Monday, September 30, 2013


Title: Just One Of The Guys
Author: Kristan Higgins
Publisher: Harlequin HQN (August 21, 2012)
Pages: 384

I’ve only read a couple of KRISTAN HIGGINS noels, and would certainly read more if they were “cleaner”. MS HIGGINS doesn’t only have the ability to write engaging stories, but well written ones (Yes, there’s a difference).

I admit the first book I attempted to read of MS HIGGINS, I didn’t get far. The foul language and main characters lax attitude towards sex, being the reason. As a Christian, I don’t get where the need to incorporate either comes into play. I was pleasantly surprised to discover JUST ONE OF THE GUYS was toned down - at least initially - so I was able to enjoy it. However, I’d still like to see both disappear altogether. I believe it takes a strong writer to do so. Much stronger then own who allows it.

Trevor Meade is part of the O’Neil family, just one of the guys, and that’s all he’ll ever be to Chastity O’Neil That’s if he doesn’t want to risk losing her.

Chastity has grown up in a home full of men, with four brothers, all heroes, serving others. Trevor Meade works with Chastity’s father and brothers on the fire department. To Trevor, she’s just one of the guys. To Chastity, he’s her first love.

What I like about JUST ONE OF THE GUYS:

·       The epilog was good, needed to wrap up loose ends. Always a good choice.

·       Glad the author addressed Matt, Chastity’s brother. If not, she would have owed her readers a second book to tie up his story.

·       Loved what path she took for Chastity’s father, not going the predictable outcome.

·       Loved following the stories of Chastity’s brothers, Matt and Ryan, and their outcome.

What I didn’t like about JUST ONE OF THE GUYS:

·       The ending, literally the last two pages. I wasn’t “wowed” with Trevor’s revealing of his love. I felt it could have been handled differently, impactful rather than seemingly tossed together.
MS HIGGINS spot on details to firefighters and those that are related to them is to be admired. Yes, I’m one of them. A spouse of a firefighter/paramedic. I’ve read other stories with the main character as a firefighter, and they don’t compare. I have no doubt the authors did their homework, but one just cannot create a realistic feel unless lived.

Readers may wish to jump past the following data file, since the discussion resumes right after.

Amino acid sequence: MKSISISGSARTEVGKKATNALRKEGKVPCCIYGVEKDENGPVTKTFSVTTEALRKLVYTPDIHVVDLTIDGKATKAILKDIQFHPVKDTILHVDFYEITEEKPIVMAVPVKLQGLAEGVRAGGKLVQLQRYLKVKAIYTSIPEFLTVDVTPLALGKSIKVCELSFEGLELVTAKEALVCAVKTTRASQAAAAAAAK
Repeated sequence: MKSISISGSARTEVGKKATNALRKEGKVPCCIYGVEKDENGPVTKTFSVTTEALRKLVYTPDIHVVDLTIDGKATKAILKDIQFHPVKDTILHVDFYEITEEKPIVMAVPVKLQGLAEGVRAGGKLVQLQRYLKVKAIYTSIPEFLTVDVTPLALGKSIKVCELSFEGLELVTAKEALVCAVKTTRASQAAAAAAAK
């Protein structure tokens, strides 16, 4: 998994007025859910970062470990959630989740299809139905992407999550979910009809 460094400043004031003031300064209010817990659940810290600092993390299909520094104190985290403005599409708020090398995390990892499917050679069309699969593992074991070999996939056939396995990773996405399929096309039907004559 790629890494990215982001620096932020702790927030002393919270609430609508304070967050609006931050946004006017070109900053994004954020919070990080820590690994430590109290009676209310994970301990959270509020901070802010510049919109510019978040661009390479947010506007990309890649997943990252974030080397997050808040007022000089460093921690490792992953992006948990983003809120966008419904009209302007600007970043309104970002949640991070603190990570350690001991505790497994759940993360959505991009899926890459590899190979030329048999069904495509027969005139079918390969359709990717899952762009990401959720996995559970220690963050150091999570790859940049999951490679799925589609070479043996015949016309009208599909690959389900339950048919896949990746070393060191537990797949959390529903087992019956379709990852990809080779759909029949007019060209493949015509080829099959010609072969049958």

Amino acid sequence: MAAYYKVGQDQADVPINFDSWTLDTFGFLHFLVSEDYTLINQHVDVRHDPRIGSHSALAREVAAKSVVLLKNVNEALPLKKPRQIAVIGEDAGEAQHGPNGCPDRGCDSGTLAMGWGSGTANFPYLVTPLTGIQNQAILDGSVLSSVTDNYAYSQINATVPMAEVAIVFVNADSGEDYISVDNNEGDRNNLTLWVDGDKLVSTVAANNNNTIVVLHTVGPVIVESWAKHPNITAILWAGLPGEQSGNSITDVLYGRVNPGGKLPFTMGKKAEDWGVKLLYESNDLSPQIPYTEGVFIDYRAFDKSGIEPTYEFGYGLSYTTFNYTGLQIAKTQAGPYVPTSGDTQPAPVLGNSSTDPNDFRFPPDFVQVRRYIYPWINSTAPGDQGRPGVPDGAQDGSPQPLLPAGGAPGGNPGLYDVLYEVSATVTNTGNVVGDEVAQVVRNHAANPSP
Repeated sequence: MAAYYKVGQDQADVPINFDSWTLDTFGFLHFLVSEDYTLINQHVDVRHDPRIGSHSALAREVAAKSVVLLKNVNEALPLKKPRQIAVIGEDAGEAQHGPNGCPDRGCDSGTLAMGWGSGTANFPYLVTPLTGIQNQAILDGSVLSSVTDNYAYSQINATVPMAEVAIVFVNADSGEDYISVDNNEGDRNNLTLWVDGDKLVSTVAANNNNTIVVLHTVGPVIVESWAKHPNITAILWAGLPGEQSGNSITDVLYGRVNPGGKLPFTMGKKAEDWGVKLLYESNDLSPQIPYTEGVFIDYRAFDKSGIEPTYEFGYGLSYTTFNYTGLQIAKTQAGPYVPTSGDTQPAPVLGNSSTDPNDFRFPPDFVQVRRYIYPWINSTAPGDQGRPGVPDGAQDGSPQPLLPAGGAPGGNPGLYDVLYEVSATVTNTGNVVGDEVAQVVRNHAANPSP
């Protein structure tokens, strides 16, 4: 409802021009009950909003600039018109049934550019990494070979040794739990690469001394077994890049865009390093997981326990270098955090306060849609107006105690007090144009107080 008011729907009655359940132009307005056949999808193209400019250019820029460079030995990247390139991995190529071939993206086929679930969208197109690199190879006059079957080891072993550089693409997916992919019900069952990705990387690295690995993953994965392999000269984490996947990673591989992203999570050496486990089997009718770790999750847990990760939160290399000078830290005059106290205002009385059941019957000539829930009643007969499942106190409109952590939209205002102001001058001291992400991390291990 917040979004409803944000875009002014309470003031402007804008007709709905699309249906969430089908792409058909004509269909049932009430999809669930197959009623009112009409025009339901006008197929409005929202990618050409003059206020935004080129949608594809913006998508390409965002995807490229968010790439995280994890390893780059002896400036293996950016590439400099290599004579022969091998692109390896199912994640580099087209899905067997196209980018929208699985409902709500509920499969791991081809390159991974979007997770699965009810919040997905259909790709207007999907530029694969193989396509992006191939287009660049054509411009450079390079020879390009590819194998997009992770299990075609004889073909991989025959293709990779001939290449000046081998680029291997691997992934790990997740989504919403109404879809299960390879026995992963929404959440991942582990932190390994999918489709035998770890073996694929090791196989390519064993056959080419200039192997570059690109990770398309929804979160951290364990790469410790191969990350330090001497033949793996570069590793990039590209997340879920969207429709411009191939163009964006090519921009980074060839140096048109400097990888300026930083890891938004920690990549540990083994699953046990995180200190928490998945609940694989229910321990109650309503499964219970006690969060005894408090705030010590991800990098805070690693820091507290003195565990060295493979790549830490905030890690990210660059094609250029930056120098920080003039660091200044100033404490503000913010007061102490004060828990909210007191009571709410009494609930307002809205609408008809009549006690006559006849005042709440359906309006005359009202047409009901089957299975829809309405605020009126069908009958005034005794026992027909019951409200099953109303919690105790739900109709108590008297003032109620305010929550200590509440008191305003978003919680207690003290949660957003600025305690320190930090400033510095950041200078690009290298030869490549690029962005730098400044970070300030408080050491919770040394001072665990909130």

I didn’t take to Chastity’s character right away. She’s tall (I’m just 4’9”), very toy boyish “just one of the guys”. Maybe a little too much. As I became engrossed in the story, she grew on me. Written in first person, the reader isn’t treated to the other characters deep point of view, but MS HIGGINS did a fine job getting her readers – at least this reader – to know the other characters.



Wednesday, September 25, 2013


William Faulkner, born 25 September 1897, died 6 July 1962
The 10 Best William Faulkner Quotes On Writing
  1. The best fiction is far more true than any journalism.
  2. If a story is in you, it has to come out.
  3. Facts and truth really don’t have much to do with each other. 
  4. In writing, you must kill all your darlings.
  5. Always dream and shoot higher than you know you can do. Don’t bother just to be better than your contemporaries or predecessors. Try to be better than yourself.
  6. The artist doesn’t have time to listen to the critics. The ones who want to be writers read the reviews, the ones who want to write don’t have the time to read reviews.
  7. A writer needs three things, experience, observation, and imagination, any two of which, at times any one of which, can supply the lack of the others. 
  8. The writer’s only responsibility is to his art. He will be completely ruthless if he is a good one. He has a dream. Everything goes by the board: honor, pride, decency, security, happiness, all, to get the book written. If a writer has to rob his mother, he will not hesitate; the Ode on a Grecian Urn is worth any number of old ladies. 
  9. My own experience has been that the tools I need for my trade are paper, tobacco, food, and a little whisky. 
  10. Read, read, read. Read everything— trash, classics, good and bad, and see how they do it. Just like a carpenter who works as an apprentice and studies the master. Read! You’ll absorb it. Then write. If it is good, you’ll find out. If it’s not, throw it out the window.